My boyfriends ex(wife) will not sign the divorce papers, and we are having a baby & want to be married. What can we do??

Asked about 2 years ago - Pottsville, PA

My boyfriends "ex" was having an affair that resulted in him leaving her and filing for divorce. After he filed, and moved out of their house completely, she became pregnant from the man she was having the affair with. He & I met in the beginning of April. I never expected him to be the love of my life, and he thanks God every day that his "ex" destroyed their marriage, because he was never truly happy until meeting me. His "ex" was 4 months pregnant when him and I met. It is not August, and I am 6 weeks pregnant. I would love to be married before having the baby, but she will not sign the papers. Keep in mind, she had an affair, and is 7 months pregnant with another man's baby- but will not sign the divorce papers! What can we do??

Attorney answers (2)

  1. Linda Ann Kerns

    Contributor Level 5

    3

    Lawyers agree

    Answered . In Pennsylvania, if you have been separated less than 24 months, you do need your spouse's cooperation to obtain a divorce. However, once you have been separated at least 24 months, you do not need your spouse's signature. Your spouse can still delay the divorce by making economic claims, however. Occasionally, in instances where one or both of the spouses are expecting children with new paramours, the court will grant a bifurcated divorce upon request. This means that the court will dissolve the marriage and reserve the economic claims for a later date. The process to achieve bifurcation can be expensive, however, and courts are often reluctant to bifurcate divorces. You should discuss your case with an attorney --- there may be other options based on the specific facts unique to your case.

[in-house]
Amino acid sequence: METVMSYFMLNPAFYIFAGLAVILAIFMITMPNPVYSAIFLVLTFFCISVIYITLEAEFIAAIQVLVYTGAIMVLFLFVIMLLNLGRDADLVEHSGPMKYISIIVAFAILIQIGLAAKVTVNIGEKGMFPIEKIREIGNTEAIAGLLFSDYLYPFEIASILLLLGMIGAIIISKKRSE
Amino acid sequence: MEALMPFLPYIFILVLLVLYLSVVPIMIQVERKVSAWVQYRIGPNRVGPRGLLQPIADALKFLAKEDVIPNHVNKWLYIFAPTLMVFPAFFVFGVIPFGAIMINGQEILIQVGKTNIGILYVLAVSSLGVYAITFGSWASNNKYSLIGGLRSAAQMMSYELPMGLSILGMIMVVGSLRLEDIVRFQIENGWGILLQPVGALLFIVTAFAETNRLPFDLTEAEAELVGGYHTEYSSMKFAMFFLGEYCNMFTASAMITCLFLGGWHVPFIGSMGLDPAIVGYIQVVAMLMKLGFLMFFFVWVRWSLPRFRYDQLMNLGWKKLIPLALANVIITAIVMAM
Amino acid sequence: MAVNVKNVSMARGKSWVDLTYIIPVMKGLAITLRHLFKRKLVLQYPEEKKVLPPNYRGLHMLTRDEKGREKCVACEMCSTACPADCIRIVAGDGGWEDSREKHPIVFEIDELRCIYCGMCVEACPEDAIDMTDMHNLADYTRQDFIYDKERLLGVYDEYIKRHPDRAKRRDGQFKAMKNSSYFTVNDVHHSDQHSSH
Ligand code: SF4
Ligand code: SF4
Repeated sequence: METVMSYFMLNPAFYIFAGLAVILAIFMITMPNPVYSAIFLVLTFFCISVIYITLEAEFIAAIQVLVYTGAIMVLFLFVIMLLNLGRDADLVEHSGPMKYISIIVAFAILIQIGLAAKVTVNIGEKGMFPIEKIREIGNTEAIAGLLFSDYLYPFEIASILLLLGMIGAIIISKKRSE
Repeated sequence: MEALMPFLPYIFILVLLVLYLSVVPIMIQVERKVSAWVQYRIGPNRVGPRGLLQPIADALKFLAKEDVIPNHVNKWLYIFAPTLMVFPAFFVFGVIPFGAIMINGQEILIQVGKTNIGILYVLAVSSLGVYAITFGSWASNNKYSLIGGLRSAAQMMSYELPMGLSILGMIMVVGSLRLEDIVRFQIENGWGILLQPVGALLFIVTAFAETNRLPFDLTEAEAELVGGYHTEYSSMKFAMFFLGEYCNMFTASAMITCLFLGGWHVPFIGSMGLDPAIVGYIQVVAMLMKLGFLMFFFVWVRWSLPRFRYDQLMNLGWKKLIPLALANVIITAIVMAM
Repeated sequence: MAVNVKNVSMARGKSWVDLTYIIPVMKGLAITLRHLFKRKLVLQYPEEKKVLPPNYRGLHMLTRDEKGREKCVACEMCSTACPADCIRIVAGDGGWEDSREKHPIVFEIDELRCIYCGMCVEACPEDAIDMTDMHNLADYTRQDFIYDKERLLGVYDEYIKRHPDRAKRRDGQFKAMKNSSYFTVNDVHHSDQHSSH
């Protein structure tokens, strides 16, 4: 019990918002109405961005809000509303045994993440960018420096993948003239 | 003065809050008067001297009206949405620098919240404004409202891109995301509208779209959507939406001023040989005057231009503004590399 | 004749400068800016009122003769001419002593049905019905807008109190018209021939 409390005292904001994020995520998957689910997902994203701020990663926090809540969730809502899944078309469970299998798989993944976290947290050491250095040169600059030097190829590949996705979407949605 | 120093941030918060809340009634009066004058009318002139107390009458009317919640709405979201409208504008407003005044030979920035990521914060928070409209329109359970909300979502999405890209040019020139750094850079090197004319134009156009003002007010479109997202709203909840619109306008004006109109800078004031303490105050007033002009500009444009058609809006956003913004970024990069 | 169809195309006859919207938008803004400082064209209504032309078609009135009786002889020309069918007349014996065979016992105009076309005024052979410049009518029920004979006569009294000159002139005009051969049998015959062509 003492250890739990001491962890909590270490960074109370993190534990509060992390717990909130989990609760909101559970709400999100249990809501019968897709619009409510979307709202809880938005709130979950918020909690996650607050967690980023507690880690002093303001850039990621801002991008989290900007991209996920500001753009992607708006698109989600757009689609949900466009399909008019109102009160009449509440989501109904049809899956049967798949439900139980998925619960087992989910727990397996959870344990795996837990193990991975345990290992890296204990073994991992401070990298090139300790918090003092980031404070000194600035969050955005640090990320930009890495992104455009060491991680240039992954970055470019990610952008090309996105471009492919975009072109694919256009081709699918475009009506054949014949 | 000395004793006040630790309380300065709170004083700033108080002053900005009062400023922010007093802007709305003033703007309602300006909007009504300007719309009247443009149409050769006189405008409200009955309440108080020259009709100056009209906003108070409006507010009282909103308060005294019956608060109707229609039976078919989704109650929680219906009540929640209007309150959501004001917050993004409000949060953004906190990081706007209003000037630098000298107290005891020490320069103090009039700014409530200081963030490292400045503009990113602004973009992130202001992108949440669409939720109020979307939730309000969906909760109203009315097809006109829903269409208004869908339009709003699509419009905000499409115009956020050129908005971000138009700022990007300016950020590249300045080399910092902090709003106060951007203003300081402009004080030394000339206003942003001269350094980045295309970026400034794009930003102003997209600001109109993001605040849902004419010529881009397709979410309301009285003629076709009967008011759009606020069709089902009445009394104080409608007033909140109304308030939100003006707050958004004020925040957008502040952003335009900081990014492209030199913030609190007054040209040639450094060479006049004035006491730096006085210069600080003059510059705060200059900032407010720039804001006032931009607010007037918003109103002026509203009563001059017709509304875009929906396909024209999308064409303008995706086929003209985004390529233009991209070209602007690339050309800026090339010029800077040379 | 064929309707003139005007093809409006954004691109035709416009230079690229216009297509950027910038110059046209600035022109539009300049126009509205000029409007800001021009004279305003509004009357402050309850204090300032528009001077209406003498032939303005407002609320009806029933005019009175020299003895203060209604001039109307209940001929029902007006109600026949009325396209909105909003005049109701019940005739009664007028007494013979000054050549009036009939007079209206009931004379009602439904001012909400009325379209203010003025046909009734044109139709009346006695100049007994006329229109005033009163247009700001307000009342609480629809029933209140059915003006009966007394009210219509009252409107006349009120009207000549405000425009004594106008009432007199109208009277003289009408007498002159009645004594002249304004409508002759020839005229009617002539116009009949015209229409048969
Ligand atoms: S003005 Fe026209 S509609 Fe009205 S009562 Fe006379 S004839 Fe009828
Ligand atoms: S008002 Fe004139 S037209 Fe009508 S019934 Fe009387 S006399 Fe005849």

2. Eric D. Strand

    Contributor Level 11

    2

    Lawyers agree

    Answered . In PA parties can obtain a consensual divorce after a mandatory 90-day waiting period (following filing of the Divorce Complaint). If one of the parties will not consent, however, there is a two-year statutory waiting period. As explained in the answer above, the parties must have been living "separate and apart" for 2 years before a divorce decree can be requested. Once the two year period has expired either party can provide the required Notices and file the appropriate documents to request entry of a divorce decree. If there are no economic claims the divorce decree can be granted. However, if there are economic claims asserted by either party, one of the parties will have to file a motion to appoint a divorce master (or similar procedure, depending on the county), and those issues will have to be resolved in court. I recommend that you contact an attorney as soon as possible to discuss your case and fully review your options. Good luck.

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